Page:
I stayed with my grandmother in the same apartment where my parents had lived thirty years before. She told me about her life before the war—przed wojną—and showed me photographs of my youthful parents and of my grandfather’s hunting trips. She still had some of his trophies on the wall, including a pair of boar’s tusks with a gold medal that had been presented to him at Berlin’s 1937 International Hunting Exhibition by that enthusiastic German hunter, Hermann Göring. We went to the Łazienki Gardens together and ate ice cream on a park bench. She was a charming lady who must have been very beautiful as a young woman. I sought out her old house on Mokotowska Street, where my mother had grown up. The structure was as grand as I had been told, with a handsome Palladian façade punctuated by regularly spaced pedimented windows. The building had been converted into a university students’ club, and I didn’t go inside.

After a few weeks, I lost my English accent and passed undetected. But it still felt odd. I had learned to speak Polish as a child, and it was a private language that I only used with my parents and their friends, never with strangers. Now I talked to bus drivers and waitresses. The difference was exacerbated by the fact that Polish is an unusually courtly language—compared to English—with different words and forms of address, depending on whether one is talking to a family member, a colleague, or a stranger. So I had to learn that, too.

I traveled to Krakow, met more cousins, went to museums and theaters, and spent two weeks in Bukowina, hiking in the Tatra Mountains. My aunt took me on an outing to an eleventh-century salt mine at Wieliczka. One day, I took a train to Tarnów, fifty miles from Krakow, where my other grandfather had taught school. It was a sleepy country town, just as I had imagined. A local bus dropped me at the hamlet of Lusławice, and I easily found the dwór, or manor house, where my grandfather had lived—a house guest for several decades. Another Palladian villa, a large farm house, really, but with an elegant central portico supported by Doric columns. The large grounds were overgrown and the building was boarded up. I walked on up the road, and after asking directions, located the village cemetery. The graves were scattered beneath a grove of trees. I found my grandfather’s tombstone; it gave me a frisson to read his name—I am his namesake. It was a hot summer’s day, but cool in the dark shade. All around was a rolling landscape of open fields and meadows, bright in the glaring sun. It was heart-rendingly beautiful.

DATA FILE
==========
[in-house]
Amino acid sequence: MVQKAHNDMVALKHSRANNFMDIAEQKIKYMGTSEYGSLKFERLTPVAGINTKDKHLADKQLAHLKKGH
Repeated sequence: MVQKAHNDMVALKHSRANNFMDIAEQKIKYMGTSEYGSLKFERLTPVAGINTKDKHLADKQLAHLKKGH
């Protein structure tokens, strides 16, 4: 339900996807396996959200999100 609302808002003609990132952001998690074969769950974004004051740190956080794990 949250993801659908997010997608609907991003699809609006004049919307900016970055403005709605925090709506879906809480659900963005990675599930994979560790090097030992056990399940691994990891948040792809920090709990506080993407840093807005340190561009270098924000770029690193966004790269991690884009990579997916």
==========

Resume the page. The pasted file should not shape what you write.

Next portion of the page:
I stayed in Poland for one month, and then extended my visa for a second. I didn’t know what I was looking for, but if I expected an epiphany, it never came. This wasn’t home, and I didn’t really feel Polish. Yet, I could recognize traces of my Polishness—I wasn’t entirely a stranger. The countryside, the old buildings, the faces on the street, all felt vaguely familiar. It was as if I had seen them a long time ago, or heard of them, or at least imagined them. Does that sound far-fetched? Or just a well-worn cliché? Perhaps I merely wanted to experience something of my parents’ fairy tales. Maybe I simply needed their stories to become real, in order to exorcise them from my imagination. CR


“Train blur” by swh from creativecommons.org

Witold Rybczynski
Witold Rybczynski is a celebrated architect, historian, critic and Slate.com columnist known for his award-winning books such as Home, A Clearing in the Distance, and Last Harvest. In his latest book, My Two Polish Grandfathers And Other Essays on the Imaginative Life, which is part memoir, part family history, Rybczynski blends a personal story with musings about the universal languages of art, architecture and music, and the development of his own artistic eye and understanding of the world.